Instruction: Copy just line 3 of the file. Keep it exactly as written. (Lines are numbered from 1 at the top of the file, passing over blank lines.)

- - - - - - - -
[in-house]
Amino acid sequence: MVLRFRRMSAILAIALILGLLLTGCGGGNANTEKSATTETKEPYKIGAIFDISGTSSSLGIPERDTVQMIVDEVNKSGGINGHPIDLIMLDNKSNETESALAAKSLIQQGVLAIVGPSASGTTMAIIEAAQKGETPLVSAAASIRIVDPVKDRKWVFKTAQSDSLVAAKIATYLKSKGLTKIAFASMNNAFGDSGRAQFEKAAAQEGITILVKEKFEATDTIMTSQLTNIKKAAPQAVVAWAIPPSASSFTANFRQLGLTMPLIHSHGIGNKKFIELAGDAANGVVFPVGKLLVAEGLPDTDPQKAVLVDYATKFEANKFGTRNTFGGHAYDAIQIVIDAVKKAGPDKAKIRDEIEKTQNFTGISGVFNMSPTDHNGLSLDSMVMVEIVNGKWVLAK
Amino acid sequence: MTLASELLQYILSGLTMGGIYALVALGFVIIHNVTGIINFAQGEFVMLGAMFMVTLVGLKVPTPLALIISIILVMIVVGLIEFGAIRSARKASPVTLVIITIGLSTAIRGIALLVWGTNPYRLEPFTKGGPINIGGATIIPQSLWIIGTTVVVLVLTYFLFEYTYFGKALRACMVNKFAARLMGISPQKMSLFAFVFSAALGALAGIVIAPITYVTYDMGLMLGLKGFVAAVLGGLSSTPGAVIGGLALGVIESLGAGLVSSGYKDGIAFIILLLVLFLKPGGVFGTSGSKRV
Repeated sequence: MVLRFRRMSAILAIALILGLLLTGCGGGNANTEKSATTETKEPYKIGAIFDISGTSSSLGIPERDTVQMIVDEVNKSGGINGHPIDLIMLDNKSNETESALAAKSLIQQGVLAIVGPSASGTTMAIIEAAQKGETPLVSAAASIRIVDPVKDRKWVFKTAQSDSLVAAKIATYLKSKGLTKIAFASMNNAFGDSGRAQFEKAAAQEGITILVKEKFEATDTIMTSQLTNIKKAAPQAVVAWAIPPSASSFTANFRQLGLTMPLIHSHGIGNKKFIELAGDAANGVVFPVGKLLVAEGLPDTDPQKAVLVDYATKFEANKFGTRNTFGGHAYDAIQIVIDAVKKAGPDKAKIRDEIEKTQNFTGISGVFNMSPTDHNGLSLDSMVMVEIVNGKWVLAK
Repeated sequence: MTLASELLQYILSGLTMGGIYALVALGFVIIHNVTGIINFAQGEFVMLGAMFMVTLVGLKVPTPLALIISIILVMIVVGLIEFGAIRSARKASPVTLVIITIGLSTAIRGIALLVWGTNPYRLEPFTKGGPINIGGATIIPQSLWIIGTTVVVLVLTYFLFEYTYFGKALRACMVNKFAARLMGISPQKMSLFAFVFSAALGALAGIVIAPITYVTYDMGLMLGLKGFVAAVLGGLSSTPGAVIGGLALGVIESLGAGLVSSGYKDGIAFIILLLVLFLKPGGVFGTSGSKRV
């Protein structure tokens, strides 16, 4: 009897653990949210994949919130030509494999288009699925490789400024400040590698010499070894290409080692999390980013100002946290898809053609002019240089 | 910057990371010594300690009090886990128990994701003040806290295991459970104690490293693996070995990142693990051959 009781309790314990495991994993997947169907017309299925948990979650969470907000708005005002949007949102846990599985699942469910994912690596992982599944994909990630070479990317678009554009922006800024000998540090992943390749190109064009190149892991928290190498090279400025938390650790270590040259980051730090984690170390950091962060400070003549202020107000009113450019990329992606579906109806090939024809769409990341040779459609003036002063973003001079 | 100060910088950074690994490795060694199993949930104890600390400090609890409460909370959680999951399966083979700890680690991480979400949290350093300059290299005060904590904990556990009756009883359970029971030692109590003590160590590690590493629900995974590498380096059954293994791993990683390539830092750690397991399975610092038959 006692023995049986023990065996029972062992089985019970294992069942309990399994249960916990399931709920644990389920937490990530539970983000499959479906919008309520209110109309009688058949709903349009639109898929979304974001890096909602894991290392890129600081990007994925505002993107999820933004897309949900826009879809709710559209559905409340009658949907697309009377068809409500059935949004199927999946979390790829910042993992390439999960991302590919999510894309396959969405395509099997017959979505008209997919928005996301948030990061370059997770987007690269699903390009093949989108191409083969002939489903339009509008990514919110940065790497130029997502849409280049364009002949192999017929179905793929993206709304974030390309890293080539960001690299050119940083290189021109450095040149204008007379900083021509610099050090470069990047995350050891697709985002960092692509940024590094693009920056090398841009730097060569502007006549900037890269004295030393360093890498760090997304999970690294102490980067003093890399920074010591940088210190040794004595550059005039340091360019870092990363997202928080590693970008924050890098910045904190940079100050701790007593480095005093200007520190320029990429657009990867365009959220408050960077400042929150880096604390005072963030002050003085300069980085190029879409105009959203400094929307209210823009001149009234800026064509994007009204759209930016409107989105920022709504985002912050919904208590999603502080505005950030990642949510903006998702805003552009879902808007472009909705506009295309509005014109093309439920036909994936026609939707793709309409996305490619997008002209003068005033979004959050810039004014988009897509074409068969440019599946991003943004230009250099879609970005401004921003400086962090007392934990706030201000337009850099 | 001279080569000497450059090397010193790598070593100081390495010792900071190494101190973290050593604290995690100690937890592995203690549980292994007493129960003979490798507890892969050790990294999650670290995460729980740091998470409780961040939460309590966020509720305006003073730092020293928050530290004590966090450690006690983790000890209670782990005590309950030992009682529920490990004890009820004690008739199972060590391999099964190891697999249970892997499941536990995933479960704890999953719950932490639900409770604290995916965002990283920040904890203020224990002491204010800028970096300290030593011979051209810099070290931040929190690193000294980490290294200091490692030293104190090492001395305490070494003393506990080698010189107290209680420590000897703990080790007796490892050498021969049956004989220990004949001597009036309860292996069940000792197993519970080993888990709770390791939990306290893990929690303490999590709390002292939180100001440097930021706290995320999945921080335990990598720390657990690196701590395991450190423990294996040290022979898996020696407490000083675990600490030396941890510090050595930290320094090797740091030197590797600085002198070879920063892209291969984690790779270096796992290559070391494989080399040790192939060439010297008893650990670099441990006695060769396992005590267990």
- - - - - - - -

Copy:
Amino acid sequence: MTLASELLQYILSGLTMGGIYALVALGFVIIHNVTGIINFAQGEFVMLGAMFMVTLVGLKVPTPLALIISIILVMIVVGLIEFGAIRSARKASPVTLVIITIGLSTAIRGIALLVWGTNPYRLEPFTKGGPINIGGATIIPQSLWIIGTTVVVLVLTYFLFEYTYFGKALRACMVNKFAARLMGISPQKMSLFAFVFSAALGALAGIVIAPITYVTYDMGLMLGLKGFVAAVLGGLSSTPGAVIGGLALGVIESLGAGLVSSGYKDGIAFIILLLVLFLKPGGVFGTSGSKRV